Copper’s future is troubled but it’s likely to stick around

By Chris Edwards |  No Comments  |  Posted: January 15, 2021
Topics/Categories: Blog - EDA  |  Tags: , , , , , ,  | Organizations: , , , ,

The metal has done sterling service for 20 years but the time is approaching to find a replacement for copper as problems with parasitics continue to build up, work presented at last month’s IEDM shows. But it’s not an obvious switch.

In a question-and-answer session for his invited talk at IEDM, Ming-Han Lee, who leads the BEOL pathfinding team at TSMC, said: “As long as [the fill process] is doable, copper is still better than the other metals out there. The maturity of the process and the challenges to enable new materials mean that for the near term, pushing copper to its limit is still good. Eventually, in terms of the gap-fill challenge or performance point of view, we will have to find a new conductor.”

A major issue that has plagued copper since its introduction is the need for a barrier layer to prevent the conductor leaching into the surrounding dielectric. As line widths continue to scale down, the proportion taken up by the more barrier grows, which increases the overall resistance. With scaling, capacitance continues to increase. However, there is some possible respite from a combination of design and process changes. “Capacitance is more sensitive to trench width than trench height,” Lee noted.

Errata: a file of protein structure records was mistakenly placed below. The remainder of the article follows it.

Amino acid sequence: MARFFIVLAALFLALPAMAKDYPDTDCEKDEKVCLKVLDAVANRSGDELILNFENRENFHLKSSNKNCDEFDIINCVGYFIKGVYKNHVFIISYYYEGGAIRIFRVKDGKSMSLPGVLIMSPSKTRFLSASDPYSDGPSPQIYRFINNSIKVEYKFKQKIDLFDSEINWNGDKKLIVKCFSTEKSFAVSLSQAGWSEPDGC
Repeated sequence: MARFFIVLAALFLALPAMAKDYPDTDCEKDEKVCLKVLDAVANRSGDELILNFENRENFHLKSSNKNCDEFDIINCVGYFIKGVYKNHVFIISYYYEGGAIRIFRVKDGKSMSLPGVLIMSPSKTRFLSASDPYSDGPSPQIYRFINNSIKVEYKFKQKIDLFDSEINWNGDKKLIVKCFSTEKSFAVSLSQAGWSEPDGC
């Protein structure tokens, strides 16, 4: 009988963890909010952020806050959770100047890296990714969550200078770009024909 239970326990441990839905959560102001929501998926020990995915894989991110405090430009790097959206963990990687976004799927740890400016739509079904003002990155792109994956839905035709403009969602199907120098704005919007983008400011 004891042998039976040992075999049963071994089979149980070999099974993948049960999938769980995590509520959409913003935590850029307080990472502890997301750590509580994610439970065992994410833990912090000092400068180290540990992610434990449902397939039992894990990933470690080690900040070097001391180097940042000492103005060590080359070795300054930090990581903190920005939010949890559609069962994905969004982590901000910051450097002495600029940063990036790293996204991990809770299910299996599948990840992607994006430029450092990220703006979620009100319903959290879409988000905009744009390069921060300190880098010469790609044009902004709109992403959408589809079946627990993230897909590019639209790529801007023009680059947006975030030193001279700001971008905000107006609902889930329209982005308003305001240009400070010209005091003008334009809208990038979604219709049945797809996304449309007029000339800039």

Assuming deeper etches are feasible in lower metal layers, a potential way forward is to exploit that differential in capacitance and simply make the lines taller. This need not be a one-size-fits-all approach.

Staggered interconnect

One design-led way in which Intel engineers have proposed to deal with the parasitics in existing copper processes is to interleave two different types of trace in a single layer. The approach relies on the observation that not all circuit paths will benefit in the same way from any reductions in capacitance. So, rather than give each parallel line the same height, the staggered approach has alternating tall and short lines: the short lines sit on top a taller stack of dielectric material.

The overall effect, according to Intel is a reduction in net capacitance between lines. In effect the tall lines, which would be reserved for signals more susceptible to crosstalk are spaced further apart, separated by lines that are not as tall. Simulations showed register files and memory arrays can benefit from the structure by assigning decoder and wordline signals to the taller interconnect. Bitlines would use the shorter traces. According to the team, the technique should make it possible to pack more traces into a smaller area without worsening RC delays.

A process-level option direction is to focus on vias, which have a strong effect on signal delay because of the tendency to exploit the low resistance of the middle metal layers for long-distance traces. Professor Azad Naeemi of the Georgia Institute of Technology said one option is to change materials so that the barrier at the bottom of each via can be reduced in thickness if not completely removed.